The earnest young man third from the left in the back row is William Henry Greider, my grandfather. As “W.H.G.” he writes about his pursuit of education in late 19th century Kansas and his career as a school teacher. He may be shorter and less polished than the other members of this college debating society, but he makes up for it with concentrated effort and a pugnacious attitude. Click here to read his story.WHG Debating

Willie Sawdust

July 7, 2015 at 6:58 pm | Posted in Uncategorized | Leave a comment
William Henry Greider

William Henry Greider

Here you see my very respectable grandfather, William Henry Greider, in his career as a school teacher. In the next chapter of his life story, “From Dawn to Dusk,” he remembers his earlier brief career as Willie Sawdust, a California factory worker. He tells us that he triumphed over violence and ignorance.  Click here to read all about it.


On His Own

April 20, 2015 at 8:56 pm | Posted in Uncategorized | Leave a comment
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Bill worked on the farm of Ira Dickenson near Manchester, Kansas, and eventually married the girl next door.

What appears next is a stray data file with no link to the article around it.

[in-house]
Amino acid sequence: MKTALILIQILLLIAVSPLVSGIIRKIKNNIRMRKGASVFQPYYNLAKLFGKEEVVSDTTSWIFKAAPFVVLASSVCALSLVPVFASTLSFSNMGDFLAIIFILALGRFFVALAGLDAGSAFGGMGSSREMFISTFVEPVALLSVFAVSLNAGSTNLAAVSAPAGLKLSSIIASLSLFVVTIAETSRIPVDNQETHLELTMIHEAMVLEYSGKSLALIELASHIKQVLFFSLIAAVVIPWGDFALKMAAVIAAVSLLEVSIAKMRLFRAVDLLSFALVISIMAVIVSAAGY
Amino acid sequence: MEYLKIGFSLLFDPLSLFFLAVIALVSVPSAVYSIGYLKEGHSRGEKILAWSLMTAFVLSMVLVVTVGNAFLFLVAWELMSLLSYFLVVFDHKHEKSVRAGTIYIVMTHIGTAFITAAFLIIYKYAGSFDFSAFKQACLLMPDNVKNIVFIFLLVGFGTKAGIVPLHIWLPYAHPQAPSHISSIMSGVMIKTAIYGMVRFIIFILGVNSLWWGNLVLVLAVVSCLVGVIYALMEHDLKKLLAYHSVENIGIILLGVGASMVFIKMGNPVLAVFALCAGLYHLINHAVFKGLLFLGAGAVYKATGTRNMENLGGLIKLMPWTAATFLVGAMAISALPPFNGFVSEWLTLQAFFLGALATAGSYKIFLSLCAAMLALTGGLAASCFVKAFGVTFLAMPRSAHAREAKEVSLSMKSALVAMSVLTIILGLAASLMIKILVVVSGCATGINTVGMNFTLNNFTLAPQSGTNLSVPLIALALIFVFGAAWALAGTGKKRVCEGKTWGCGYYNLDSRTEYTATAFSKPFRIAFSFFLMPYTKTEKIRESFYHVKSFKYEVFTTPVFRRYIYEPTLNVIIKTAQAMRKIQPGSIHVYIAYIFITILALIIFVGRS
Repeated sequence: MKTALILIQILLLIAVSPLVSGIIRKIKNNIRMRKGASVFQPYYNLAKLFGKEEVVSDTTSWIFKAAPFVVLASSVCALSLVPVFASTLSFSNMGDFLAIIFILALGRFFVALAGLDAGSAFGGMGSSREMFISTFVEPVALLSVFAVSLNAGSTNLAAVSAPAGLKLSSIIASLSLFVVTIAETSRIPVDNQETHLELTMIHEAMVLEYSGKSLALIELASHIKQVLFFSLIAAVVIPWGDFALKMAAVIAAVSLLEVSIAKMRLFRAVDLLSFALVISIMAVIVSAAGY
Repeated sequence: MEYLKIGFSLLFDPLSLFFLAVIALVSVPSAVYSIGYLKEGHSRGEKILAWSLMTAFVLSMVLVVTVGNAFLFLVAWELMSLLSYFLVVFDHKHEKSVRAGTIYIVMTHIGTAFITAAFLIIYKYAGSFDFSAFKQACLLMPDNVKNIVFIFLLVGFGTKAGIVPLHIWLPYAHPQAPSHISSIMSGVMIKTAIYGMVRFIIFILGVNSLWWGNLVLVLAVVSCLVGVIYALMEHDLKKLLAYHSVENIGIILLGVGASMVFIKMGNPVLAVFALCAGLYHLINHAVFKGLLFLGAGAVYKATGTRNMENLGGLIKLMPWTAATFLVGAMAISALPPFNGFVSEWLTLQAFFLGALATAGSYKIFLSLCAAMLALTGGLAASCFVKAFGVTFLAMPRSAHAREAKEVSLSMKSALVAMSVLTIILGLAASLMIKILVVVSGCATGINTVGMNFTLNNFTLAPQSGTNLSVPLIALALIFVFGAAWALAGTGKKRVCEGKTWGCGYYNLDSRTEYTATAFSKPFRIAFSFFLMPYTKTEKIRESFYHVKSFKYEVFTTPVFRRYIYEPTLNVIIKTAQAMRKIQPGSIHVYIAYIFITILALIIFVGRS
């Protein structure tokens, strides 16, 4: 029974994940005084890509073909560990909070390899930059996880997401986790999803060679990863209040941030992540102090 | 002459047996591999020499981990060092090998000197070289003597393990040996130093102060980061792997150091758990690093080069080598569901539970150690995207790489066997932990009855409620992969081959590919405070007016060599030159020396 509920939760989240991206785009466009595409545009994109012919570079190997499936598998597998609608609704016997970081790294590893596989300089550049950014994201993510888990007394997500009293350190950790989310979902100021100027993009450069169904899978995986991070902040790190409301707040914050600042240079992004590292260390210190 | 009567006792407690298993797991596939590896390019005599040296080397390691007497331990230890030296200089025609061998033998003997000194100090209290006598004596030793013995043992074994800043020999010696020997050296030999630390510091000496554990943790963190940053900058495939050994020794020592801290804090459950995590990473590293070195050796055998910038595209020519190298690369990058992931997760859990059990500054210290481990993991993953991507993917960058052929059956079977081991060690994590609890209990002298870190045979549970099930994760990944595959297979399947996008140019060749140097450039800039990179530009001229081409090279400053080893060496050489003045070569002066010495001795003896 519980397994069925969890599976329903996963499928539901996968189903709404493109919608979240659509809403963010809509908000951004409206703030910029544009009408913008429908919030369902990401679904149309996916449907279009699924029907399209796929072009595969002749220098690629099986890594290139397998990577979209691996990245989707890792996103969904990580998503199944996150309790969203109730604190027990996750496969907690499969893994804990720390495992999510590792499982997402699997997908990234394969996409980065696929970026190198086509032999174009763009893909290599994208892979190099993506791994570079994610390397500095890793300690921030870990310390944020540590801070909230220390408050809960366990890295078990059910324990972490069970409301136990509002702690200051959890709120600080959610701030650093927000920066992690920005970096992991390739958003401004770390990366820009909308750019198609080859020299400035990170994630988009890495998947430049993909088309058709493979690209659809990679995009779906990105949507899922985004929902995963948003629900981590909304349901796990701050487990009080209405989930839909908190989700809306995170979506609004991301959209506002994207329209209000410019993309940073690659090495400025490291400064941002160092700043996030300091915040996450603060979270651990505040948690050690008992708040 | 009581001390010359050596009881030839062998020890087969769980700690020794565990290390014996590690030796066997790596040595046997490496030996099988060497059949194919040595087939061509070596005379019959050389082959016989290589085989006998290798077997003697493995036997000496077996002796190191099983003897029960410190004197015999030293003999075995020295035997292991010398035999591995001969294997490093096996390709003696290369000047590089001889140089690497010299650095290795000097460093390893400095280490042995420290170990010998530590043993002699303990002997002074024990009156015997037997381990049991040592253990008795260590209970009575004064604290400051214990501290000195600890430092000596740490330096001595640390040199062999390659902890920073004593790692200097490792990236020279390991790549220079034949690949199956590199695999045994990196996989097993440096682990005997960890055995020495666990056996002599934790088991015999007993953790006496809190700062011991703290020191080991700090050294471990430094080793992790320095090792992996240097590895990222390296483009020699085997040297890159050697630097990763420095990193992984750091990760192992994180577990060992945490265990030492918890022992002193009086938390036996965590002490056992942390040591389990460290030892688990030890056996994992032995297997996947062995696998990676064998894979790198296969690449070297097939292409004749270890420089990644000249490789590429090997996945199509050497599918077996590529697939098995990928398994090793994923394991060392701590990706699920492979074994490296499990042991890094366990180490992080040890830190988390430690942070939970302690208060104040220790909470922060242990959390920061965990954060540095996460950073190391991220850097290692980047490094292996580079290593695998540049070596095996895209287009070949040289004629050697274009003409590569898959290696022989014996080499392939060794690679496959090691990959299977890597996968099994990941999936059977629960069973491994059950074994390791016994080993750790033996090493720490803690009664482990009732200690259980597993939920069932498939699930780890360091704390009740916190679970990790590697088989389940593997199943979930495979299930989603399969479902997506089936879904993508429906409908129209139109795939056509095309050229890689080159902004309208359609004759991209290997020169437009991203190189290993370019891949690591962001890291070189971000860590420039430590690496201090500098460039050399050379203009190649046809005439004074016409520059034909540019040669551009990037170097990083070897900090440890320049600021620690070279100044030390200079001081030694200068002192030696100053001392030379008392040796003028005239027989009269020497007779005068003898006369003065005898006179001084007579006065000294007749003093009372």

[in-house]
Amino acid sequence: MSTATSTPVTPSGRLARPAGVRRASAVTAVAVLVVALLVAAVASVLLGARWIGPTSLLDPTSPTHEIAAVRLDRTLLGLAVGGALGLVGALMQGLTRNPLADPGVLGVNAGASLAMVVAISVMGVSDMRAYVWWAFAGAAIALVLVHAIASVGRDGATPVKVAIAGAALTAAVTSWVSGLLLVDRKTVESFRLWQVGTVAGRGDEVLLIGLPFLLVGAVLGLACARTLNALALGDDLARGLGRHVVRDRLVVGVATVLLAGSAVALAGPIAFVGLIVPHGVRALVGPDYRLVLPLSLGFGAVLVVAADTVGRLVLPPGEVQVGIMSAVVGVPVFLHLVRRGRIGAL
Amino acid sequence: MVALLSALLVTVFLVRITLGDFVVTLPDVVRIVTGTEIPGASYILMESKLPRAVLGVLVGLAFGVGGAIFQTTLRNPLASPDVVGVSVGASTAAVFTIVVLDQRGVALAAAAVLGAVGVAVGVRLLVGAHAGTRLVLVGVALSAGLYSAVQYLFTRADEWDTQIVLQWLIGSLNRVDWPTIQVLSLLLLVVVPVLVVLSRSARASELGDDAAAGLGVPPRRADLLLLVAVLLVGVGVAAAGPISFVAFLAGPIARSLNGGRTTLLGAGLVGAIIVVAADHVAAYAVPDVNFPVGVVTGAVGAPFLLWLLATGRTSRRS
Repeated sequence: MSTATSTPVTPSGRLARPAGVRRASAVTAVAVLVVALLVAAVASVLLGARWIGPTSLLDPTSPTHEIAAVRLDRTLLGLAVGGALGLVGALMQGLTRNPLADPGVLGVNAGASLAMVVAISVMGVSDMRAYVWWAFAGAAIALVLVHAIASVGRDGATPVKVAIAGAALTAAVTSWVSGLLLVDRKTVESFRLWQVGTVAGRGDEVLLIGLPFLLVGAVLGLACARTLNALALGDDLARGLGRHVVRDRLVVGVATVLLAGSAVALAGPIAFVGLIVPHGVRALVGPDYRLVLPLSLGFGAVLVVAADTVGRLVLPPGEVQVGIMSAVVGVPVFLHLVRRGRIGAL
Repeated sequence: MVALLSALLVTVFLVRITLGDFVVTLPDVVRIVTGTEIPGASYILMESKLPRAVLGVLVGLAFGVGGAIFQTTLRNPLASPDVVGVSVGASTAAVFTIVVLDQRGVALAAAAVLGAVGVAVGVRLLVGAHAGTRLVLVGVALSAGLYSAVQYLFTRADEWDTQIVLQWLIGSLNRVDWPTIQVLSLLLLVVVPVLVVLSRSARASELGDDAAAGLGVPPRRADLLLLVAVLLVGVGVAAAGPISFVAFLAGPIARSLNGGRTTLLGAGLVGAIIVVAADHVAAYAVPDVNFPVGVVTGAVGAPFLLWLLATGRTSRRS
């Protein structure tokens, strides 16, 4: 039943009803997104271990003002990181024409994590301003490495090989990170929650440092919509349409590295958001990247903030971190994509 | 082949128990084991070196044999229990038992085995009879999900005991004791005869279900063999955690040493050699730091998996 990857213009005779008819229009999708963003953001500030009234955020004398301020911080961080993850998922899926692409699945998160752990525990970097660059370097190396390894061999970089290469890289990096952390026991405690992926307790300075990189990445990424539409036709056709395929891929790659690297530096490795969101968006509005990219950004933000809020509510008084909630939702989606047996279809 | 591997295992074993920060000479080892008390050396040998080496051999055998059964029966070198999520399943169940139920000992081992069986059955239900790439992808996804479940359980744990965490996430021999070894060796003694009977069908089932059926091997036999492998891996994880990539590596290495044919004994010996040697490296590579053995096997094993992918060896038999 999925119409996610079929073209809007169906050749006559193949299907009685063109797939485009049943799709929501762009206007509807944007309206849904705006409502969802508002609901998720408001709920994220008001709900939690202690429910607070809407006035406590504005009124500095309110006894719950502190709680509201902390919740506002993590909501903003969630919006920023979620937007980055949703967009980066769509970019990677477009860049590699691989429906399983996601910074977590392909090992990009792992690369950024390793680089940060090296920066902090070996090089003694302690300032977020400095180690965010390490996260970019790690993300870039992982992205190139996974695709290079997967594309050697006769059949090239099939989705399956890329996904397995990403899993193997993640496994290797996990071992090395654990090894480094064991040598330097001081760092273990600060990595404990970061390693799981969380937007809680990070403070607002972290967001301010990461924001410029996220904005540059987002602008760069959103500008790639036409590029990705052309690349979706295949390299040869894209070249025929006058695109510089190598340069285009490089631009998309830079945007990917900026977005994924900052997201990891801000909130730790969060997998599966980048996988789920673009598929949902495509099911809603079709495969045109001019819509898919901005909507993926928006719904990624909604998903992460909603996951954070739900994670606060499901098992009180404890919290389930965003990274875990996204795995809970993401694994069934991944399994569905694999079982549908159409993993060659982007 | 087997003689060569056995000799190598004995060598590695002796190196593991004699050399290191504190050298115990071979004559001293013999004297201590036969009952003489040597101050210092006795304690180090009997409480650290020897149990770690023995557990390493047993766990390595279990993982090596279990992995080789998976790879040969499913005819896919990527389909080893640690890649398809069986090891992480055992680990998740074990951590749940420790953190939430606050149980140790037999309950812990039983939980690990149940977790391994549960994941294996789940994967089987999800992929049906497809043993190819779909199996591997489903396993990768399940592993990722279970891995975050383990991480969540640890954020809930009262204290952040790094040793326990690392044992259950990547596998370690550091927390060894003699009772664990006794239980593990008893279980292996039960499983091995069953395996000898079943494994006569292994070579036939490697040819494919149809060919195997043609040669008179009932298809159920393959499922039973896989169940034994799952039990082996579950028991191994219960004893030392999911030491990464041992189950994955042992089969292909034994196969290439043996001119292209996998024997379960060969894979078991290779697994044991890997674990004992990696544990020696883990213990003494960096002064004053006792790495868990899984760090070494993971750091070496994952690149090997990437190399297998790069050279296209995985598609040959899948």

Bill worked on the farm of Ira Dickinson [ Section 29] near Manchester, Kansas, and eventually married the girl next door.

As my grandfather continues to tell his life’s story, he changes his name to indicate his growing maturity. He works hard, learns much and chooses his lifelong vocation. Click here for From Dawn to Dusk: Bill.

Two Farms in Forward Township

September 26, 2014 at 6:36 pm | Posted in Uncategorized | Leave a comment
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Bridge over the Monongahela River at Elizabeth

Bridge over the Monongahela River at Elizabeth

My mother, Gladys Elizabeth McClure, was born in Forward Township in Pennsylvania and grew up on one of the McClure farms there. In an earlier post, Our Uncle Cicero, I told the story of her family, going back to the first immigrant ancestors — McClures, Pangburns, and Fitz Randolphs — and their relationship to the land in Forward Township. Recently my brother Bill and I revisited that Monongahela River country, the wooded hills, and the farmland we knew so well as children.

ForwardTownship2014 030

The Frank McClure farmhouse today. That may not be the original porch swing, but we always enjoyed a swing in that location.

We saw where our mother’s people lived and also where they rest today.

West Bend Cemetery, Forward Township, Pennsylvania

West Bend Cemetery, Forward Township, Pennsylvania